Archive | Textile Museums

Embroidery in World War 2

Lynn Openshaw asks for help with her textile student research. She writes:

I am a textile student researching the use of embroidery in WW2 – especially for occupational therapy purposes in hospitals, convalescence homes and POW camps. If any of your blog readers have any reminiscences or piccies which would help my research, please let me know!

If anyone can help Lynn, please email her.

Another Woollen Mill

While we were in North Wales, we went to a second woollen mill, called Brynkir, just north of Porthmadog. 

Brynkir woollen mill 

It had a water wheel to power the machines:

water wheel at Brynkir woollen mill

Here are some of the machines we saw. 

A bobbin winder:

bobbin winder

A machine to wind the wool into skeins for dyeing:

skein winder

And lots of looms:

looms in woollen mill

As usual, it had a factory shop where I bought some yummy tweed fabric…and a poster with pictures of British sheep. Talking of sheep, look at these two, perched on an outcrop of rock up near the summit of Snowdon:

sheep on Snowdon

I will have to consult my poster to see what type these are, but as I’m typing this on holiday in a gite in Normandy, I can’t do it at present….  by the time you read this, I’ll be back.  These holidays are useful for catching up on blog posts but not for publishing them.

Trefriw Woollen Mill

As I type this, we are still on holiday but on my only access to the internet yesterday, Windows Live Writer didn’t want to publish my last post so I doubt if you’ll get to read it until we get back.  But I thought I would write a few posts while what we have seen and visited is still fresh in my mind.

Wales has lots of hills.  Lots of hills with lots of sheep.  So it has – or had in the past – lots of woollen mills to process the wool from those sheep.  We visited one of them near Llanwrst in the first week of our holiday.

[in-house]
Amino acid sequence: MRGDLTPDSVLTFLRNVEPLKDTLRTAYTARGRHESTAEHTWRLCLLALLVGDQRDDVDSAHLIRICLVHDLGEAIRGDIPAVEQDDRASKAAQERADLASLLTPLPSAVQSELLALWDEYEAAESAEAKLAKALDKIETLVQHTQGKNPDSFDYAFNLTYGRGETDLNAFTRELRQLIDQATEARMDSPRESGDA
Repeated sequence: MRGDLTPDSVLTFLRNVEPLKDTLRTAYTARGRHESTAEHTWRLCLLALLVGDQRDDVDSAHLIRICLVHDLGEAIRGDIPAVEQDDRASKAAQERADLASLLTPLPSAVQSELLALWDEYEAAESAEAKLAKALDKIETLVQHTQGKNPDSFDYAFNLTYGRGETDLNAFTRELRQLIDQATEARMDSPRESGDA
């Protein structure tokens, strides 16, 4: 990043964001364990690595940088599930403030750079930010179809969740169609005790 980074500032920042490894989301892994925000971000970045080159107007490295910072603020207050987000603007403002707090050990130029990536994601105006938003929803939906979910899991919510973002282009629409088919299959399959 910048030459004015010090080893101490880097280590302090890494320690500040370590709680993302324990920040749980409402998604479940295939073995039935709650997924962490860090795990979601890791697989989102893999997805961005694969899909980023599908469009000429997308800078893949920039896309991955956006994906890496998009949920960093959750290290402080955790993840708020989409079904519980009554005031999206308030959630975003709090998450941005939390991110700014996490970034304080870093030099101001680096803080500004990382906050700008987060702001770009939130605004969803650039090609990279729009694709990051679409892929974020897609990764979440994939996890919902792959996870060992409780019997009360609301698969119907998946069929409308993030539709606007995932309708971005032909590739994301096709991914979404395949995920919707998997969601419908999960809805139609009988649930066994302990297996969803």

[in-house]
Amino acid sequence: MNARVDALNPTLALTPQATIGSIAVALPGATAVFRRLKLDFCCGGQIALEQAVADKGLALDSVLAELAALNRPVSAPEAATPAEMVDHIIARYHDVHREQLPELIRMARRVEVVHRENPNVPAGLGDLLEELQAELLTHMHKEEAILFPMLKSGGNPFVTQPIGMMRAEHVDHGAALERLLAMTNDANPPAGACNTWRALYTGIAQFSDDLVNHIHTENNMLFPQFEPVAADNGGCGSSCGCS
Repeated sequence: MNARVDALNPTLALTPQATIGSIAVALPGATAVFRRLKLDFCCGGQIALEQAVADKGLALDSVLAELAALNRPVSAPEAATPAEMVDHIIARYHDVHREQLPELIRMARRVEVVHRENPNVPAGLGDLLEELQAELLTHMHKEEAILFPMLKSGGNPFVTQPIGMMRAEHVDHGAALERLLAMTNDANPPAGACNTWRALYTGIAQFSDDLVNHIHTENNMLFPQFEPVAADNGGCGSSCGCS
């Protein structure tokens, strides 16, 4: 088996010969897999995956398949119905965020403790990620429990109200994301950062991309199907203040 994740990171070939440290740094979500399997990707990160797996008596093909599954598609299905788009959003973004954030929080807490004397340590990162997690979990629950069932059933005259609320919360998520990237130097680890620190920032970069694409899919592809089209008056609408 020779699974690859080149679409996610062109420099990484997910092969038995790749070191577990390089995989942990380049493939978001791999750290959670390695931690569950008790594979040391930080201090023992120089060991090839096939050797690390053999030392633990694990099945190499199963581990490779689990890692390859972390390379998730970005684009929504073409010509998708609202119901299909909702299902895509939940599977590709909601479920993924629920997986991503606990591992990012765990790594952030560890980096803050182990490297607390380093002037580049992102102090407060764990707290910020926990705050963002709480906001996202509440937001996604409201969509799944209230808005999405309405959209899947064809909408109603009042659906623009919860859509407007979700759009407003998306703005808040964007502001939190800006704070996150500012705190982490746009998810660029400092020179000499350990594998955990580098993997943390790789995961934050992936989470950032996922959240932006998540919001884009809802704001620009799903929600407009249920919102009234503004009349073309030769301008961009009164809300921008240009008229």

Trefriw had lots of different sections.  I forgot to photograph them all – there was a lady hand spinning on a spinning wheel and several buildings where the different parts of the process such as carding, dyeing and weaving, took place.  I took a photo of this warping mill as I had heard a lot about them and couldn’t quite visualise them.

warping mill at Trefriw woollen mill

And here is a mechanized loom.

loom

We saw this one being operated:

loom

One of my favourite parts at the mill was their Dyer’s Garden. 

dyers' garden

As you can see, it is well labelled and organised.

DSCN4635

dyers garden

nasturtiums... dyers garden

madder in dyer's garden

Trefriw woollen mill

Here is a general view from the side of the mill.   It was all powered by hydro electricity using their own generator – we could see the stream of water and the engine which ran it. 

There was also a good sized shop with clothes, woollen bedding, wool, and also woven tweed woollen fabric by the metre.  Definitely well worth a visit!     My haul consisted of a couple of balls of wool spun in the mill, a natural dyeing book and a book on Textile Machines.  

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